Meanwhile, Bataan was initially divided into two sections: the towns that were part of Pampanga (Orion, Pilar, Balanga, Abucay, Samal, Orani, Hermosa and Dinalupihan) , and the corregimiento (similar to commandancia) of Mariveles, which included Bagac, Morong and Maragondon (Cavite). Although Bataan became a province early on, in 1754, most of the original Pampanga towns have continued to speak Kapampangan. Bataan's northern neighbor, Zambales, used to be quite accessible from Pampanga through ancient trails and passes cutting through the Zambales Mountain Range.
The town of Botolan was in fact founded by a Kapampangan from Mabalacat in 1819, while the capital town of Iba came from the Kapampangan word iba ("earthenware" ). Bataan's capital town, Balanga, likewise came from a Kapampangan word. The ancient mountain trails were still quite serviceable until 1991, when Mount Pinatubo's eruption buried them. The government today should consider unearthing and rehabilitating these trails to cut down the number of hours it takes to reach the other side.
As for Bulacan, historians disagree on a lot of things. First, they disagree on where the name came from: some say from the Kapampangan word burak, because the place was swampy and muddy, while others say from the word bulak, since the road to the capital town was once upon a time lined with rows of cotton trees.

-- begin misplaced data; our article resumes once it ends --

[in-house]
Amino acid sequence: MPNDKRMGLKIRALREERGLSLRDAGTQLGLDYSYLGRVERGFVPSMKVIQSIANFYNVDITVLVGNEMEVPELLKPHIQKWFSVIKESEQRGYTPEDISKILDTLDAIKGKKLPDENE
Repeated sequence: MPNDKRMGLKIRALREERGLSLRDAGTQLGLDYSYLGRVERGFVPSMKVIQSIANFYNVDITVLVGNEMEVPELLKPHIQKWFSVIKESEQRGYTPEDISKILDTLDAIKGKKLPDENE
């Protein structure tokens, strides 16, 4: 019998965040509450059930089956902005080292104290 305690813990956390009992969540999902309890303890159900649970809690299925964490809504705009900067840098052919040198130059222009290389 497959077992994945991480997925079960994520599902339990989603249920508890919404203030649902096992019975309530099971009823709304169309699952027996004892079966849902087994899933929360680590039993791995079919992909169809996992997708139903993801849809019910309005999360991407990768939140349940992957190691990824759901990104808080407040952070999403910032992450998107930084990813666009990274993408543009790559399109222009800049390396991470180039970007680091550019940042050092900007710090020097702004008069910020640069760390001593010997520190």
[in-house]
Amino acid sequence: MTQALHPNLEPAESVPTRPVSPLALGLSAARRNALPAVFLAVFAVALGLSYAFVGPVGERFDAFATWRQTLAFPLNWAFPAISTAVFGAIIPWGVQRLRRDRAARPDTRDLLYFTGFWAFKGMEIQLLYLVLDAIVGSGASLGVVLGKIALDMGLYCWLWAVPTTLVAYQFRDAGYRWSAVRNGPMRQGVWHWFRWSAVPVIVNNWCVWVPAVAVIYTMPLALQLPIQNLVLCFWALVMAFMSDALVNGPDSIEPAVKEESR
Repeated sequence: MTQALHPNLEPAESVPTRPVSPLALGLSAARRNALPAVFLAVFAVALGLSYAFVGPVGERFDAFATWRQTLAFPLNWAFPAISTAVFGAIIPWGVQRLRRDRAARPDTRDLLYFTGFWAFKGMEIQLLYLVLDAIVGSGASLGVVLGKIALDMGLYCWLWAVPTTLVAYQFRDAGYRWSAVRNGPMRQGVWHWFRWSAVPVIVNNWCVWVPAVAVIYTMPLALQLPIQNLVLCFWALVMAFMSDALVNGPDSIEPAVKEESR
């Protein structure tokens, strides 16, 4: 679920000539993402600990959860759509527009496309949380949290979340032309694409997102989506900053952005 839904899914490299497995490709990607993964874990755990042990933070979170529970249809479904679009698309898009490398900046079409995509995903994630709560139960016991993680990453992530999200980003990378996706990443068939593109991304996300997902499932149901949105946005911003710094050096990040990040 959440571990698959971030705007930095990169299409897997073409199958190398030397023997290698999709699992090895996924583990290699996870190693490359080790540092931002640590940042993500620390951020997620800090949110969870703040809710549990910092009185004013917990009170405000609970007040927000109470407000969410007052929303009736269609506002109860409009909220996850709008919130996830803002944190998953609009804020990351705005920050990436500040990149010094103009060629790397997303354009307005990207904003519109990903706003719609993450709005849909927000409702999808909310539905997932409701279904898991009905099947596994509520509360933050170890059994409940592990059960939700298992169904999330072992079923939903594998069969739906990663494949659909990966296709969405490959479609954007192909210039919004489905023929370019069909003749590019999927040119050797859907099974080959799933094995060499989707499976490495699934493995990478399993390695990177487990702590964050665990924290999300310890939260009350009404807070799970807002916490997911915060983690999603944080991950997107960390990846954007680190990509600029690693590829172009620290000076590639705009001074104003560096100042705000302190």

Second point of disagreement is the year it became a province: one document says 1578, but most other documents say Pampanga covered practically everything between Manila and Ilocos; even Tondo (from the Kapampangan word tundun) inhabitants spoke Kapampangan.
Today, many places in Bulacan bear Kapampangan names. Even Bulaqueños themselves do not understand them, and have sometimes resorted to wild explanations. For example, residents of a barrio called King Kabayo in San Miguel, Bulacan think it has something to do with a royal horse, while those living in Quingua (Plaridel) think it's a Chinese word. (Actually they're both Kapampangan words: king is a preposition that means "in" or "at" while quingua or kingwa is a verb that means "acquired.") Similarly, some folks believe that barrio Batasan on the border with Candaba came from Batasan Pambansa, but it's actually the Kapampangan word for "shortcut."
Other places in Bulacan with Kapampangan names include barrios Kapitangan, Longos, Calumpang and Iba in Hagonoy; Pinaod, Biclat and Makapilapil in San Ildefonso; Mayumu, Ilug Bulo and Cabio in San Miguel; Masukol and Binakod in Paombong; Dalig, Batin and Balagtas in Balagtas town; Penabatan and Inaon in Pulilan; Taliptip and Bambang in Bulacan town; and Talaksan in San Rafael.
Today, all that has remained of Pampanga is the heart-shaped province at the mouth of the Pampanga River near Manila Bay. This is the administrative territory that has been defined by political leaders. But the real Kapampangan- speaking region still encompasses areas beyond the borders, in Tarlac, Bulacan, Nueva Ecija and Bataan.
To our kabalen living in those provinces: Remember that the only thing that separates you from the rest of us is an imaginary line that is visible only in maps. You are, and will always be, Kapampangans at heart.